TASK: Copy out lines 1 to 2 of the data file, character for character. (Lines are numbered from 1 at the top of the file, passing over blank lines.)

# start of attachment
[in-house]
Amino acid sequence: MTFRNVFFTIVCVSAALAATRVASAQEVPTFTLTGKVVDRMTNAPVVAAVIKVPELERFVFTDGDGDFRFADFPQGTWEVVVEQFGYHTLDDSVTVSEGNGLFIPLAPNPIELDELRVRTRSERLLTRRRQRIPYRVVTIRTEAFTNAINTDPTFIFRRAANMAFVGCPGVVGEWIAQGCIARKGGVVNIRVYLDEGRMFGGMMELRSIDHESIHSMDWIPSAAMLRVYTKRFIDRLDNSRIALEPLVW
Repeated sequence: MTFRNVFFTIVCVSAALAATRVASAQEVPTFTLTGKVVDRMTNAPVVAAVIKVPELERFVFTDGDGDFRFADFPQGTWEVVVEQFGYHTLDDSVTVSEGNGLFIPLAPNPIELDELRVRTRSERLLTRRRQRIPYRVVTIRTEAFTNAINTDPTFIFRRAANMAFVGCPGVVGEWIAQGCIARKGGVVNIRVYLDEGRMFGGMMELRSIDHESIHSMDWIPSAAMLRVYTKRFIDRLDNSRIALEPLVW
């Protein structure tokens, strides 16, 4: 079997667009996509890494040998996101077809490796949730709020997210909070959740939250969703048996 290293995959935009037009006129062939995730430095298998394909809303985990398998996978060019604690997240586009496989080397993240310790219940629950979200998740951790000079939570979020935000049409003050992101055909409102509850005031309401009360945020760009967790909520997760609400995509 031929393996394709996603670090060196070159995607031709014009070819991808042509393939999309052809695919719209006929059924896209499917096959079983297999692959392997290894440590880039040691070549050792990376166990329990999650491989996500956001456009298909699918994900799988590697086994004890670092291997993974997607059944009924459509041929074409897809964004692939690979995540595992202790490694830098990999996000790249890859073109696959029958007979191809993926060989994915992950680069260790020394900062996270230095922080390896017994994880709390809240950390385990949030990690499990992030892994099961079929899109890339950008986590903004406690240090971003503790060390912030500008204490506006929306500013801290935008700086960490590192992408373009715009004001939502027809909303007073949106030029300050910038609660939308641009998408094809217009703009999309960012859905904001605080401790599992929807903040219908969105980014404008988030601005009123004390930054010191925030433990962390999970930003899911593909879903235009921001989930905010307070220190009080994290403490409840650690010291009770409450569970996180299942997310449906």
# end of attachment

[in-house]
Amino acid sequence: MTFRNVFFTIVCVSAALAATRVASAQEVPTFTLTGKVVDRMTNAPVVAAVIKVPELERFVFTDGDGDFRFADFPQGTWEVVVEQFGYHTLDDSVTVSEGNGLFIPLAPNPIELDELRVRTRSERLLTRRRQRIPYRVVTIRTEAFTNAINTDPTFIFRRAANMAFVGCPGVVGEWIAQGCIARKGGVVNIRVYLDEGRMFGGMMELRSIDHESIHSMDWIPSAAMLRVYTKRFIDRLDNSRIALEPLVW